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The effect of chronic pain on life satisfaction: Evidence from Australian data

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  • McNamee, Paul
  • Mendolia, Silvia

Abstract

Chronic pain is associated with significant costs to individuals directly affected by this condition, their families, the healthcare system, and the society as a whole. This paper investigates the relationship between chronic pain and life satisfaction using a sample of around 90,000 observations from the first ten waves of the Household, Income and Labour Dynamics of Australia Survey (HILDA), which is a representative survey of the Australian population that started in 2000. We estimate the negative impact on life satisfaction and examine the persistence of the effect over multiple years. Chronic pain is associated with poor health conditions, disability, decreased participation in the labour market and lower quality of life. We calculate the compensating income variation of chronic pain, based on the measurement of chronic pain, the life satisfaction of individuals and the income of households. Panel data models with random and fixed effects are used to control for characteristics of individuals that do not vary over time. Further, we investigate whether individuals who experience chronic pain exhibit adaptation and recovery in life satisfaction after 3 years. Overall, we find that chronic pain has a large negative association with life satisfaction, and that the compensating income variation is substantial (around 640 US$ per day).

Suggested Citation

  • McNamee, Paul & Mendolia, Silvia, 2014. "The effect of chronic pain on life satisfaction: Evidence from Australian data," Social Science & Medicine, Elsevier, vol. 121(C), pages 65-73.
  • Handle: RePEc:eee:socmed:v:121:y:2014:i:c:p:65-73
    DOI: 10.1016/j.socscimed.2014.09.019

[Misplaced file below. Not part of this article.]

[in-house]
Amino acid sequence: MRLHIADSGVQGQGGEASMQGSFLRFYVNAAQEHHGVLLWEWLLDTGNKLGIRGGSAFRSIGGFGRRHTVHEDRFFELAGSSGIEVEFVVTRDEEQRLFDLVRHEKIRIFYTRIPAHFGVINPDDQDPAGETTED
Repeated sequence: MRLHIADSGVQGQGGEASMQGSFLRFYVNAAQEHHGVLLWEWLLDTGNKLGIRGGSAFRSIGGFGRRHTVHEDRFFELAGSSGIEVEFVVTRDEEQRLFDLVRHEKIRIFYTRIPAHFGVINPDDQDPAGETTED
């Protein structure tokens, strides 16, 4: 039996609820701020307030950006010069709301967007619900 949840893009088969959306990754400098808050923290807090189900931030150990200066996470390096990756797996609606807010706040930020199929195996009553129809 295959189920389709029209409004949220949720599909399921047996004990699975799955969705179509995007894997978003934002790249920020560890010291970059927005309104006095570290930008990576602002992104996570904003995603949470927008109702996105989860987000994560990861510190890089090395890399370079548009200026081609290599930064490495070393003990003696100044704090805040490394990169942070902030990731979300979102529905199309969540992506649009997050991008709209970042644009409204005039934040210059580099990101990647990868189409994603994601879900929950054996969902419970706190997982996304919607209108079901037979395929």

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    Cited by:

    1. Ivana Anusic & Richard E. Lucas & M. Brent Donnellan, 2017. "The Validity of the Day Reconstruction Method in the German Socio-economic Panel Study," Social Indicators Research: An International and Interdisciplinary Journal for Quality-of-Life Measurement, Springer, vol. 130(1), pages 213-232, January.
    2. Tessier, Philippe & Blanchin, Myriam & Sébille, Véronique, 2017. "Does the relationship between health-related quality of life and subjective well-being change over time? An exploratory study among breast cancer patients," Social Science & Medicine, Elsevier, vol. 174(C), pages 96-103.
    3. Mendolia, Silvia & McNamee, Paul & Yerokhin, Oleg, 2018. "The Transmission of Mental Health within Households: Does One Partner's Mental Health Influence the Other Partner's Life Satisfaction?," IZA Discussion Papers 11431, Institute for the Study of Labor (IZA).
    4. Howley, Peter, 2017. "Less money or better health? Evaluating individual’s willingness to make trade-offs using life satisfaction data," Journal of Economic Behavior & Organization, Elsevier, vol. 135(C), pages 53-65.
    5. Howley, P., 2016. "Valuing the benefits from health care interventions using life satisfaction data," Health, Econometrics and Data Group (HEDG) Working Papers 16/01, HEDG, c/o Department of Economics, University of York.

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